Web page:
Monday, February 27, 2006


Newsweek has an article on the 'New Abortion Debate', and finds that (who knew?) many people feel guilty about aborting their children:
...the pro-abortion-rights interest groups are just beginning to grapple with an uncomfortable truth: that many of the million-odd women who have abortions every year are deeply troubled, if not guilt-ridden. "Our patients are not coming to, quote, 'exercise their constitutional rights'," says Claire Keyes, who runs a Pittsburgh abortion clinic. "They want to talk about prayer and forgiveness."

They also bring up the strategy of the pro-life (aka, 'anti-abortion' in Newsweekspeak) law in South Dakota:
Even if Bush-appointed Justices John Roberts and Samuel Alito want to overturn Roe (not a certainty), there is still a five-vote majority on the court to uphold the precedent, which was reaffirmed as recently as 1992. For that simple reason, trying to reverse Roe now would be a "strategic loser," says James Bopp, general counsel of the National Right to Life Committee. The federal courts would likely strike down the South Dakota law, and the Supreme Court would either refuse to hear the case or—worse for the pro-lifers—once again re-affirm Roe, say conservative legal strategists.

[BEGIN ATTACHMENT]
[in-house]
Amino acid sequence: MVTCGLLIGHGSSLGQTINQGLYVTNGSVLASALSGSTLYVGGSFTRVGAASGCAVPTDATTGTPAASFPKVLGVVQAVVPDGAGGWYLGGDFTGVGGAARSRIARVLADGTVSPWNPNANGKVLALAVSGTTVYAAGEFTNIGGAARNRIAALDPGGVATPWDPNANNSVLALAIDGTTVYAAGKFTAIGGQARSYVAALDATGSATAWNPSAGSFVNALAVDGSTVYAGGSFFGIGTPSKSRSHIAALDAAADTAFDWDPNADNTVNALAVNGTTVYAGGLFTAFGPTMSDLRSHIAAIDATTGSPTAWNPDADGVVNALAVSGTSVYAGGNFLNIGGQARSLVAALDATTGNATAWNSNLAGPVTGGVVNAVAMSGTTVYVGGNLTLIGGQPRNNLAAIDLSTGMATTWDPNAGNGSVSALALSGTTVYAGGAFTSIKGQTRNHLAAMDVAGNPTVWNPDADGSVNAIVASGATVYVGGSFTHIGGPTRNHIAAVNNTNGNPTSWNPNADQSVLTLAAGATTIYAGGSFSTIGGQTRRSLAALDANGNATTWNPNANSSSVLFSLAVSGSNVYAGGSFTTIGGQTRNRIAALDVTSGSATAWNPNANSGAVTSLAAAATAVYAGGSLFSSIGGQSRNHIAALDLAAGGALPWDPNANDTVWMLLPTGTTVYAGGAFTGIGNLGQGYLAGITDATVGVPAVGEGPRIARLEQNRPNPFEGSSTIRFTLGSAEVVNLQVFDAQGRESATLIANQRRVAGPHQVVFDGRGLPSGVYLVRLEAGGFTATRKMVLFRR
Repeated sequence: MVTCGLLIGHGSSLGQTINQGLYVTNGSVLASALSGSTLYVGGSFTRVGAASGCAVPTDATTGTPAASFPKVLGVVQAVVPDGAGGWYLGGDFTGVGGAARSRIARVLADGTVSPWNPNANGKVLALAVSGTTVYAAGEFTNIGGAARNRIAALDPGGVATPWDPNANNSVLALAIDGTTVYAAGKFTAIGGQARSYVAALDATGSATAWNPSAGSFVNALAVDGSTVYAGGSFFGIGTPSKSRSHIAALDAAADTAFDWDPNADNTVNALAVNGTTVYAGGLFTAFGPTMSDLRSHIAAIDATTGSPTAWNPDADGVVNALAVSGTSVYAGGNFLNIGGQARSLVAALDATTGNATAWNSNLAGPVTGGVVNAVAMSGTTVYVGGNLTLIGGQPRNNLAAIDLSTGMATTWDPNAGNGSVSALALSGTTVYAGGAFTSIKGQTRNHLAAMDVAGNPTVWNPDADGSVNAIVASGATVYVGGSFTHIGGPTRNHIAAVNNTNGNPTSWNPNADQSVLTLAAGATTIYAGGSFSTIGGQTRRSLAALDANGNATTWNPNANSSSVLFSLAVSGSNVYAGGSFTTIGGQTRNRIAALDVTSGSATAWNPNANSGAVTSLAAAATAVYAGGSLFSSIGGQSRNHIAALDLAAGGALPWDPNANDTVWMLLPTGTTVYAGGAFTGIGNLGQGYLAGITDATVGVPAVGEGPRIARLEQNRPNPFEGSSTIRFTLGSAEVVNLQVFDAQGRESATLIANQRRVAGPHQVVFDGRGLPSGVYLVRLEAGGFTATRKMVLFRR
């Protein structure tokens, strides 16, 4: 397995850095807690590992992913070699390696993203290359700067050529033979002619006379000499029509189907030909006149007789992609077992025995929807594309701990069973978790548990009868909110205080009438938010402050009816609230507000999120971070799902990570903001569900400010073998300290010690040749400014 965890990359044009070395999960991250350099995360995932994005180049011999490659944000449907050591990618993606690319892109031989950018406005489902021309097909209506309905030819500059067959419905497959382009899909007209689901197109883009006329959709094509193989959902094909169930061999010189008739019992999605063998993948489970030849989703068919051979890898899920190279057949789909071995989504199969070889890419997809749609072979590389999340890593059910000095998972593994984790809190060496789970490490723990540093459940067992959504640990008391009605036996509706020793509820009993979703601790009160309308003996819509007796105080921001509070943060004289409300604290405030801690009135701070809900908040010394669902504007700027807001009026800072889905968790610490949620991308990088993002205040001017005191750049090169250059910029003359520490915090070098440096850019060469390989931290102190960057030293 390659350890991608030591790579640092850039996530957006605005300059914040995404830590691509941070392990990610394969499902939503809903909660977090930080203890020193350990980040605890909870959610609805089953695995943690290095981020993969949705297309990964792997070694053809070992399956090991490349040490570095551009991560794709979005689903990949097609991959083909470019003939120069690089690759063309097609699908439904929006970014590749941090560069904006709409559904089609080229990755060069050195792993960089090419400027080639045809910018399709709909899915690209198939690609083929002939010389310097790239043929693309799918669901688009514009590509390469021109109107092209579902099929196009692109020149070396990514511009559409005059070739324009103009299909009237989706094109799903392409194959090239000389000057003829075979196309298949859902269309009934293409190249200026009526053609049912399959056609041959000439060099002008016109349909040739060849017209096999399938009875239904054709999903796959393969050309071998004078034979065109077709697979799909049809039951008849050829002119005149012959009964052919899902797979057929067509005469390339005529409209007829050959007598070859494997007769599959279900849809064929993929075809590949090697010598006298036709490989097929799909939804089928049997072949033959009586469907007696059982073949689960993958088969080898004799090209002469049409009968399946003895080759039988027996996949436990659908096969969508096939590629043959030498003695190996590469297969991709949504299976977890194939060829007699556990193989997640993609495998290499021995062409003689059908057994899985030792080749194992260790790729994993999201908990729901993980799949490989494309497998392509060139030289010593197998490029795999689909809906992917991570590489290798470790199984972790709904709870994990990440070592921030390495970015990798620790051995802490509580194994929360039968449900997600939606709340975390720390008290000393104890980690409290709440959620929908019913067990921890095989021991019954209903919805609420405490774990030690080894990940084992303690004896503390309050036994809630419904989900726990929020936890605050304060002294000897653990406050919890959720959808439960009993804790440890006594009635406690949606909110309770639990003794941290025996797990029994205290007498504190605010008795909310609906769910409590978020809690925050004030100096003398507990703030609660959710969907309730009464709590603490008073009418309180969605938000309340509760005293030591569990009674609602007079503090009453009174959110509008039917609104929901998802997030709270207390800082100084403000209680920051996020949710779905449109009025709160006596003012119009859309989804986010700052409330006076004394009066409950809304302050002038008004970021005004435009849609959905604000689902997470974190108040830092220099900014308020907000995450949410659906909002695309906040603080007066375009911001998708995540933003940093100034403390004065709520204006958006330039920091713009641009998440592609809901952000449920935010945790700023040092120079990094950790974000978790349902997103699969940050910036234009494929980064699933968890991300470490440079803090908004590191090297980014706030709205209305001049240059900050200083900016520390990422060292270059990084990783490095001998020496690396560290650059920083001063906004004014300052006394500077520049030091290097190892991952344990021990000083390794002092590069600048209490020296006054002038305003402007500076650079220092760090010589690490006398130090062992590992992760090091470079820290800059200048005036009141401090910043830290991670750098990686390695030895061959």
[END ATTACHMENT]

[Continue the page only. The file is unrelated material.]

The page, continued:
They are likely right that an incremental approach is better:
States may have more luck chipping away at abortion. There are bills in many state legislatures to give fetuses "personhood" and requiring waiting periods and pre-abortion counseling. Some states are considering laws to require women to get an ultrasound image before obtaining an abortion.

The good news is that there are cracks in the once perceived unassailibility of abortion in this country. That can only lead to good things.

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